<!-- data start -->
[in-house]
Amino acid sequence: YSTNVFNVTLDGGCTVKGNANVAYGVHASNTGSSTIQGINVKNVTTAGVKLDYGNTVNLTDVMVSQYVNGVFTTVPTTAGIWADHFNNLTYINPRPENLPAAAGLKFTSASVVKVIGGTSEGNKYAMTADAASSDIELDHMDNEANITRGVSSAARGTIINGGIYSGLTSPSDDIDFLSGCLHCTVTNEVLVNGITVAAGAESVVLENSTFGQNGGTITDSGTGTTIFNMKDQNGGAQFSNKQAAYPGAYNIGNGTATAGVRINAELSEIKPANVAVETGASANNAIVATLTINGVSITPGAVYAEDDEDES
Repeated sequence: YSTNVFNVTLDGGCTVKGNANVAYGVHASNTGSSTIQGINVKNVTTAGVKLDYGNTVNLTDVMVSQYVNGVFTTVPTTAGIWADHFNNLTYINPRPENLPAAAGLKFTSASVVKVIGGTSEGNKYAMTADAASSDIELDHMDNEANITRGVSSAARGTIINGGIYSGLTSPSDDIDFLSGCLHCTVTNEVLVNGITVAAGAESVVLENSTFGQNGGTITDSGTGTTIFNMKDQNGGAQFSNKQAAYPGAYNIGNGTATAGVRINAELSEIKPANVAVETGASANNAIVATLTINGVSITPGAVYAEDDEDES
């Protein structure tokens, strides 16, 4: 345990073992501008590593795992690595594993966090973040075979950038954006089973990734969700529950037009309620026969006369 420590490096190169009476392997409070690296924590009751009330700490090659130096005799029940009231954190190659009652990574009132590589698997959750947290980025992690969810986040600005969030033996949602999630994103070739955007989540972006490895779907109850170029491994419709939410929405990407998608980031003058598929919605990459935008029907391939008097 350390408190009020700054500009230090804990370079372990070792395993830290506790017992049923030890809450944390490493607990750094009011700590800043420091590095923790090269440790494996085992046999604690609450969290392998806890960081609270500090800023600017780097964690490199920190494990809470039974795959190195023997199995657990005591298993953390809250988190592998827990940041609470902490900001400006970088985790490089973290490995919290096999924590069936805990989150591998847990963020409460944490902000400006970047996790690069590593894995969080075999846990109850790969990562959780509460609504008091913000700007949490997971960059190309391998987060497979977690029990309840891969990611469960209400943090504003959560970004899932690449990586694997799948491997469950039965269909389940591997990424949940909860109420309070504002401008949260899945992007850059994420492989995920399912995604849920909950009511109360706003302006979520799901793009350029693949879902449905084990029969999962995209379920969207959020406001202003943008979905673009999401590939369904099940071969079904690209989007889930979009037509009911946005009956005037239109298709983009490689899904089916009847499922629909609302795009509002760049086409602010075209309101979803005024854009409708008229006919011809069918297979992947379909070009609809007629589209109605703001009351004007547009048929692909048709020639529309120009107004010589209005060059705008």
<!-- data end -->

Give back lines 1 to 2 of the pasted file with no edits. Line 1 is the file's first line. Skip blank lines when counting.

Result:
[in-house]
Amino acid sequence: YSTNVFNVTLDGGCTVKGNANVAYGVHASNTGSSTIQGINVKNVTTAGVKLDYGNTVNLTDVMVSQYVNGVFTTVPTTAGIWADHFNNLTYINPRPENLPAAAGLKFTSASVVKVIGGTSEGNKYAMTADAASSDIELDHMDNEANITRGVSSAARGTIINGGIYSGLTSPSDDIDFLSGCLHCTVTNEVLVNGITVAAGAESVVLENSTFGQNGGTITDSGTGTTIFNMKDQNGGAQFSNKQAAYPGAYNIGNGTATAGVRINAELSEIKPANVAVETGASANNAIVATLTINGVSITPGAVYAEDDEDES